I have known the inexorable sadness of pencils, Neat in their boxes, dolor of pad and paper-weight, All the misery of manila folders and mucilage, Desolation in immaculate public places, Lonely reception room, lavatory, switchboard, The unalterable pathos of basin and pitcher, Ritual of multigraph, paper-clip, comma, Endless duplication of lives and objects. And I have seen dust from the walls of institutions, Finer than flour, alive, more dangerous than silica, Sift, almost invisible, through long afternoons of tedium, Dropping a fine film on nails and delicate eyebrows, Glazing the pale hair, the duplicate gray standard faces.
My grandfathers had the best offices. They were in factories, shipping plants, warehouses. Everything was so open—the dull sheens of gunmetal desks and file cabinets, the clatter of typewriters echoing in the joists of impossibly high ceilings, the tired smiles of middle-aged receptionists. Often there was cigarette smoke, and curly-edged color photographs fading in the bright sunlight that cut through the impossibly fat tapes of the window blinds.
Pops was the foreman of the mill next door, and the front offices of the mill were encased in tiles of plate glass and wood veneer as smooth and shiny as a full-fashion stocking. It was golden, glowing inside, the light refracting through the windows and bouncing off the folds of my grandfather's short sleeve oxford shirt, his clip-on tie.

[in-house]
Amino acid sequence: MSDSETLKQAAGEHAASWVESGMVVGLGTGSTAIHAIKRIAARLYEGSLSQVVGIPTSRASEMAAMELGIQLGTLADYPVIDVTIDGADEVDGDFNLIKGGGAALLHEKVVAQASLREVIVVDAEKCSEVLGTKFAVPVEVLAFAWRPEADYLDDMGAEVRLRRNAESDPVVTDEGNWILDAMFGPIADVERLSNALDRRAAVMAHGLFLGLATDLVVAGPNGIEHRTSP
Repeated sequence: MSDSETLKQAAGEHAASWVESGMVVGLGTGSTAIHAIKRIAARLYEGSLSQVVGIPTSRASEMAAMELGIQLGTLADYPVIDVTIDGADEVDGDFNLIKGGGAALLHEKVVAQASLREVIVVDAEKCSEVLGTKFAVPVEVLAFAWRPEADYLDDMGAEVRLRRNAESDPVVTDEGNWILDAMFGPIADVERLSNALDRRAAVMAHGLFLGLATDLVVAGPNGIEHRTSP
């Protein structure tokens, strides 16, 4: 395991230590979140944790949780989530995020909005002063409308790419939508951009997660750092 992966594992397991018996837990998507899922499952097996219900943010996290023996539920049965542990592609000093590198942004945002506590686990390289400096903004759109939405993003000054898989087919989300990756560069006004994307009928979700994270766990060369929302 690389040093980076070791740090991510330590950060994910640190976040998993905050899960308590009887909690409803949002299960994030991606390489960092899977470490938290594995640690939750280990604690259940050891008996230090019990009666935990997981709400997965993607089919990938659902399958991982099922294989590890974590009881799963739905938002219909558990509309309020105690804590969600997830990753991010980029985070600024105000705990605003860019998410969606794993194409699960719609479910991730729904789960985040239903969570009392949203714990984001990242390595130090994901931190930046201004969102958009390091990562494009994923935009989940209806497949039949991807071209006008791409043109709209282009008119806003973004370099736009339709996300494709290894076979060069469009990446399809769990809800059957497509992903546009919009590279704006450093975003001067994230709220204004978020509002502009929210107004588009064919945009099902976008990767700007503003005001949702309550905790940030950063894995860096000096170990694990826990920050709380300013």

He came home for lunch each day, walked across the pebbly asphalt of the parking lot and the thin strip of grass growing beside the carport. Sometimes he would walk down to the lunch counter at Surry Drug and bring us back grilled cheese sandwiches, still warm, wrapped in damp wax paper. If I was good, he would walk me back across the lot with him. The sun would be high in the sky. We would go out onto the floor and he would introduce me to countless Normas and Bettys and Lorenes. The knitting machines were medicine green and huge. The women had plaid blouses and impossible hair. It was hard to hear them when they said hello.
There was a glass foyer in Poppie's office. I think there was a plant and maybe a chair in it. And an ashtray, one of the standing kind. I can't remember the receptionist's name; she was older but she didn't dress like it. She had hair and nails and miniskirts. Poppie always picked on her, but in a nice way, the way you do when you really like someone but don't necessarily respect them.
I liked the creaking white enamel stove in the kitchen and the college boys in overalls and gloves who would come in from the warehouse to get a sip of water. I liked how the noises came from all directions: the scraping forklift in the warehouse, the loud salesmen with their wrinkled plaid jackets in their wood paneled offices, my grandfather calling me to come with him so we could go get pizza at a truck stop near a strip club on Wilkinson Boulevard.
My office is beige and very quiet. All I can hear is the repetitive shriek of the stockroom guy and his packing tape. My email blinks. I can see the park at the end of the air shaft. It's as big as my thumb is long. There's enough light to look into the offices across the airshaft, but not much. Still, sometimes I spy on them. At lunch, I walk through the southeastern corner of the park, smelling the horses and watching them stop to piss in the street, their dull and nubby coats barely reflecting the glints of light that spark off the scaffolding.